If you’re a part of an organisation, you may have received a fraudulent email from your “manager” asking for your password. These methods are a subset of phishing attacks as they look to exploit users to give out sensitive information. 

Spoof emails look so legit that a lot of users take them at face value. This makes them one of the most dangerous types of spam.  It also happens to be one of the most common mediums cybercriminals use to penetrate businesses. In 2021 alone, over 85% of businesses were targeted with phishing scams. 

3. Money scams

Many of you might be familiar with the “Nigerian Prince” email scam — a.k.a the oldest internet fraud in the books.

This scam, along with other money scams, is very much prevalent to this day. These emails lure people in by feeding into greed. They often start with an investment opportunity and offer huge returns. After which, they ask for sensitive information like your bank account or credit card details.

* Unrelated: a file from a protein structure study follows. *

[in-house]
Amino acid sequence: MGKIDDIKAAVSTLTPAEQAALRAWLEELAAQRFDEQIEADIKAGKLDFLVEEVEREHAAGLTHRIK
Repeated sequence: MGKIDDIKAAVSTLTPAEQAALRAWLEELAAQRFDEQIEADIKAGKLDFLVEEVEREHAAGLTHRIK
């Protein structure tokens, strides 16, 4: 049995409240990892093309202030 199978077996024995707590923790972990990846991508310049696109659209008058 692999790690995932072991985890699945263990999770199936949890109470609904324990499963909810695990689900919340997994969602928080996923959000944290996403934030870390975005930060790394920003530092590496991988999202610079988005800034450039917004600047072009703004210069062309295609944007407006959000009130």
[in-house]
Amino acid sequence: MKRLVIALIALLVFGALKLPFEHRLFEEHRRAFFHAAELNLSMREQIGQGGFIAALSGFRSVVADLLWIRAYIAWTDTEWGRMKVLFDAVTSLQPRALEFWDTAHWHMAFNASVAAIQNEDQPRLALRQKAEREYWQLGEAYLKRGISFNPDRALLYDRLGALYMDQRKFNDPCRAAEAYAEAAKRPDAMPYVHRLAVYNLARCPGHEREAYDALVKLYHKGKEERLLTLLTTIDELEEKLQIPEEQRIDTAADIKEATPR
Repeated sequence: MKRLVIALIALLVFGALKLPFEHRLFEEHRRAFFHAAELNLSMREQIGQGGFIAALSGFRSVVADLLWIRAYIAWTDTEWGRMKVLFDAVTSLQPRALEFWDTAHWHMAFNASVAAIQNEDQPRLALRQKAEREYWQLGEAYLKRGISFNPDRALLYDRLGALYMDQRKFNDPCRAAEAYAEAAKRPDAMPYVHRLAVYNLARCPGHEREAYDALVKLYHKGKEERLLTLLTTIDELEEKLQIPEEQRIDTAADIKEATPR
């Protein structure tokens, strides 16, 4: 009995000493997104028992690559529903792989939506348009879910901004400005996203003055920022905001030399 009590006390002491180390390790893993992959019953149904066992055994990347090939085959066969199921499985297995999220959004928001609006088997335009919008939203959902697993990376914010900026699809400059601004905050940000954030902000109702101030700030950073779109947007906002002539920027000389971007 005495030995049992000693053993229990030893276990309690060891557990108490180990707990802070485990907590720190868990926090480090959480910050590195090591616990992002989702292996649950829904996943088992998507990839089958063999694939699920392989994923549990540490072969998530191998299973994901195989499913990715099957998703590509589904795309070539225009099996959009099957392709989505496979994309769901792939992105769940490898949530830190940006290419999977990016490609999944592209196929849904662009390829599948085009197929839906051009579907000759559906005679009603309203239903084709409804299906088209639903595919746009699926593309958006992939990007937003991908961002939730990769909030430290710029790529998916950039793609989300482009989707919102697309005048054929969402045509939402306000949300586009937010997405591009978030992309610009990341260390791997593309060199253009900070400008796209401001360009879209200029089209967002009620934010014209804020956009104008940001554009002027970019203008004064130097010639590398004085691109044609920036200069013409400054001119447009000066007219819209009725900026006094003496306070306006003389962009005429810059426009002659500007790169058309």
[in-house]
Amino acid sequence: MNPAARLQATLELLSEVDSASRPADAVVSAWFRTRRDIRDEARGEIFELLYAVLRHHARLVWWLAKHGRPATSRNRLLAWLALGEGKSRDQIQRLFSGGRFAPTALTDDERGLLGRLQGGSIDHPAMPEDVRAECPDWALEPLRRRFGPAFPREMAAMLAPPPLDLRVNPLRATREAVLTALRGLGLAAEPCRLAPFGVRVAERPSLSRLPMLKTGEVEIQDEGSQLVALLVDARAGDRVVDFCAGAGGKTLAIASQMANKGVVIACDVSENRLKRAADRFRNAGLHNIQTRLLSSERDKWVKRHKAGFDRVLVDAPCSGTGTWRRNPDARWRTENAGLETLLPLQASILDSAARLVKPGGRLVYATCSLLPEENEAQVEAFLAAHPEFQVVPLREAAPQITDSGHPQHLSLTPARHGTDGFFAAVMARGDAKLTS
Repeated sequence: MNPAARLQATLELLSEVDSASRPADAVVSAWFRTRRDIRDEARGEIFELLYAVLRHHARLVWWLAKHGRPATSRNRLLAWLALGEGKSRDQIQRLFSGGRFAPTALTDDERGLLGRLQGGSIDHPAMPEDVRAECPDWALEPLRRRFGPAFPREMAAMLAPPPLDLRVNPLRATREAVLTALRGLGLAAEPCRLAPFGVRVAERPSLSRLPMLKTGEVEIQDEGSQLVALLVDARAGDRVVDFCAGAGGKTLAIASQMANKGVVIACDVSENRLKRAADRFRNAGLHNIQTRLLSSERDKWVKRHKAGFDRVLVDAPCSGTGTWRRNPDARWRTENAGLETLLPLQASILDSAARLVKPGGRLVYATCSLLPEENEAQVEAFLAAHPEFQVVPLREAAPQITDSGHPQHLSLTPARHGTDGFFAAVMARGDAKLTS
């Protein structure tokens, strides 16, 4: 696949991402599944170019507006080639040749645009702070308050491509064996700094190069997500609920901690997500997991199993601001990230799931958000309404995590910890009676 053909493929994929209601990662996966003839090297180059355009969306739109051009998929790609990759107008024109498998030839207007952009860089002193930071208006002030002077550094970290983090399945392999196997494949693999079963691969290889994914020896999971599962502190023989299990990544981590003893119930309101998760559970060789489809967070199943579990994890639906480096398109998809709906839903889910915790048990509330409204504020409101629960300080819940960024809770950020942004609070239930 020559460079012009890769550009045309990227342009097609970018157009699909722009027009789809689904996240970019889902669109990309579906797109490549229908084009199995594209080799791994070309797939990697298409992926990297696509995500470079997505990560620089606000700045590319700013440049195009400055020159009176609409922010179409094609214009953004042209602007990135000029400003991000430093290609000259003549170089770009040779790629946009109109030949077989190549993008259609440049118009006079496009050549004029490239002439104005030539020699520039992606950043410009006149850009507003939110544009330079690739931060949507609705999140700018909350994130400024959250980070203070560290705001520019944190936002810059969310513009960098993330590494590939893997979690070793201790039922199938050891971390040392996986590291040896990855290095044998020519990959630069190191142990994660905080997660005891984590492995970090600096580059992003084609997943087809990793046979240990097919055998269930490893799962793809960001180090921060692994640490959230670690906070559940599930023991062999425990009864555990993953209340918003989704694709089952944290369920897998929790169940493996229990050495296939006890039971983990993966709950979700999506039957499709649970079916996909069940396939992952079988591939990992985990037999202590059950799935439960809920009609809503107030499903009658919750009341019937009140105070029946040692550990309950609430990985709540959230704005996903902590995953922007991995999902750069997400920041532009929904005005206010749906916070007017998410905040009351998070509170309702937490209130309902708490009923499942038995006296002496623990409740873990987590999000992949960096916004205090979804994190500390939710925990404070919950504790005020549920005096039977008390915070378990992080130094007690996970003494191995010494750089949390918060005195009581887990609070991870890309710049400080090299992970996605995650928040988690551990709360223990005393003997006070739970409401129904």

4. Adult content

Next to ads, adult content is the second most common type of spam email. The adult market is a lucrative one, so it’s easy why spammers use it to increase clicks. These messages carry the highest risks for malware including Trojans, ransomware, spyware, and bots.

5. Security or malware warnings

A lot of folks worry about cybersecurity. So it’s no surprise that spammers take advantage of that by sending fake malware alerts.

As the name implies, these emails inform you about a malware infection on your device. The email then directs you to a link that provides a “solution” for your problem. You could also be invited to download an attachment. Either way, be wary when receiving emails like this. 

12 Ways to Identify Malicious Spam and Phishing Email

1. Look if the email address matches the sender’s name

We mentioned how spammers resort to spoofing to get confidential data. That said, zoom in on the email header to check if the displayed sender’s name matches the email address. The differences might be hard to spot, but something as small as missing punctuation is a sign that you’re getting scammed. 

2. If it’s from an unverified sender, it’s likely spam